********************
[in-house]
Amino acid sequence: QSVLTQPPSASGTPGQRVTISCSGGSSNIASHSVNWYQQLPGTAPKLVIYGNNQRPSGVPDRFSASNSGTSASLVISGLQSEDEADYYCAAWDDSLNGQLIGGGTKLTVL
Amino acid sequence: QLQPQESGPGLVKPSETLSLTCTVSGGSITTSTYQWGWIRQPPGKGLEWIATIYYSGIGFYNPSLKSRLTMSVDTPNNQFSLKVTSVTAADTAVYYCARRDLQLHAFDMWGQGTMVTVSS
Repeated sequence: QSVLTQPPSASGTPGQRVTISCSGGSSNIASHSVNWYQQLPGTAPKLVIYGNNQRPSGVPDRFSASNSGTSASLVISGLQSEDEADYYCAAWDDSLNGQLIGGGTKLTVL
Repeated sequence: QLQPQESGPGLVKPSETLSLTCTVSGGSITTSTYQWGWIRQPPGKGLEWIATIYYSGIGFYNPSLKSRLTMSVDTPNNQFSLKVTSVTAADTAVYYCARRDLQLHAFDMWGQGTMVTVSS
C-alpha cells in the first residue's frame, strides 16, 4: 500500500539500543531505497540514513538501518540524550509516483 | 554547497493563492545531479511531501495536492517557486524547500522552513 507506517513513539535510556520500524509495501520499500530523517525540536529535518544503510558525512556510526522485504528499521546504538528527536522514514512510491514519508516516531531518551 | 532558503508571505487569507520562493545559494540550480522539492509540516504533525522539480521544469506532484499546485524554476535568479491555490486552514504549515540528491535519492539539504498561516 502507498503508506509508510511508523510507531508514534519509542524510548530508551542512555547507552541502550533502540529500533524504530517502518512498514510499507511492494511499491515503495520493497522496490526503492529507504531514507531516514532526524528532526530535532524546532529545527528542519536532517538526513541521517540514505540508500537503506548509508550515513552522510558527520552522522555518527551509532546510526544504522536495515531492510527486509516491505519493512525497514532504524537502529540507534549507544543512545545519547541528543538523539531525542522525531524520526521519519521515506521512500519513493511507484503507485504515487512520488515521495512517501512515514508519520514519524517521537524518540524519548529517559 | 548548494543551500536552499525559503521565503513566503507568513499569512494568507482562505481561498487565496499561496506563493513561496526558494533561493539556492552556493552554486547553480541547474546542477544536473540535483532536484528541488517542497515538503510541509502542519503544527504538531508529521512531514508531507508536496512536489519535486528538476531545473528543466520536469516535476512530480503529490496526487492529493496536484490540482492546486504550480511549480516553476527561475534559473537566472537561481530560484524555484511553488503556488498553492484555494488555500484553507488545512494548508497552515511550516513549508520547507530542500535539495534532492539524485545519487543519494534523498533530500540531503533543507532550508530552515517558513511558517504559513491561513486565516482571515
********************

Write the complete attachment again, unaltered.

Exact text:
[in-house]
Amino acid sequence: QSVLTQPPSASGTPGQRVTISCSGGSSNIASHSVNWYQQLPGTAPKLVIYGNNQRPSGVPDRFSASNSGTSASLVISGLQSEDEADYYCAAWDDSLNGQLIGGGTKLTVL
Amino acid sequence: QLQPQESGPGLVKPSETLSLTCTVSGGSITTSTYQWGWIRQPPGKGLEWIATIYYSGIGFYNPSLKSRLTMSVDTPNNQFSLKVTSVTAADTAVYYCARRDLQLHAFDMWGQGTMVTVSS
Repeated sequence: QSVLTQPPSASGTPGQRVTISCSGGSSNIASHSVNWYQQLPGTAPKLVIYGNNQRPSGVPDRFSASNSGTSASLVISGLQSEDEADYYCAAWDDSLNGQLIGGGTKLTVL
Repeated sequence: QLQPQESGPGLVKPSETLSLTCTVSGGSITTSTYQWGWIRQPPGKGLEWIATIYYSGIGFYNPSLKSRLTMSVDTPNNQFSLKVTSVTAADTAVYYCARRDLQLHAFDMWGQGTMVTVSS
C-alpha cells in the first residue's frame, strides 16, 4: 500500500539500543531505497540514513538501518540524550509516483 | 554547497493563492545531479511531501495536492517557486524547500522552513 507506517513513539535510556520500524509495501520499500530523517525540536529535518544503510558525512556510526522485504528499521546504538528527536522514514512510491514519508516516531531518551 | 532558503508571505487569507520562493545559494540550480522539492509540516504533525522539480521544469506532484499546485524554476535568479491555490486552514504549515540528491535519492539539504498561516 502507498503508506509508510511508523510507531508514534519509542524510548530508551542512555547507552541502550533502540529500533524504530517502518512498514510499507511492494511499491515503495520493497522496490526503492529507504531514507531516514532526524528532526530535532524546532529545527528542519536532517538526513541521517540514505540508500537503506548509508550515513552522510558527520552522522555518527551509532546510526544504522536495515531492510527486509516491505519493512525497514532504524537502529540507534549507544543512545545519547541528543538523539531525542522525531524520526521519519521515506521512500519513493511507484503507485504515487512520488515521495512517501512515514508519520514519524517521537524518540524519548529517559 | 548548494543551500536552499525559503521565503513566503507568513499569512494568507482562505481561498487565496499561496506563493513561496526558494533561493539556492552556493552554486547553480541547474546542477544536473540535483532536484528541488517542497515538503510541509502542519503544527504538531508529521512531514508531507508536496512536489519535486528538476531545473528543466520536469516535476512530480503529490496526487492529493496536484490540482492546486504550480511549480516553476527561475534559473537566472537561481530560484524555484511553488503556488498553492484555494488555500484553507488545512494548508497552515511550516513549508520547507530542500535539495534532492539524485545519487543519494534523498533530500540531503533543507532550508530552515517558513511558517504559513491561513486565516482571515